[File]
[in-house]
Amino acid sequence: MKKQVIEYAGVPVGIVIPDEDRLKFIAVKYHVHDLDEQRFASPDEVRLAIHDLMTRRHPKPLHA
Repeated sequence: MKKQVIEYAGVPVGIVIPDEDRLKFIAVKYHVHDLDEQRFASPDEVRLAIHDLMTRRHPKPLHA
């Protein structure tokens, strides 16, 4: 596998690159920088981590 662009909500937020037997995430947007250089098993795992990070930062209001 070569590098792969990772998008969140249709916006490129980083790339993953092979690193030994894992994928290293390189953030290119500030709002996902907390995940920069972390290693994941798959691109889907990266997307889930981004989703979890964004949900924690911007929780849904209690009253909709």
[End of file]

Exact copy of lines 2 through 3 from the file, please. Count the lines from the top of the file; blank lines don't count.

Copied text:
Amino acid sequence: MKKQVIEYAGVPVGIVIPDEDRLKFIAVKYHVHDLDEQRFASPDEVRLAIHDLMTRRHPKPLHA
Repeated sequence: MKKQVIEYAGVPVGIVIPDEDRLKFIAVKYHVHDLDEQRFASPDEVRLAIHDLMTRRHPKPLHA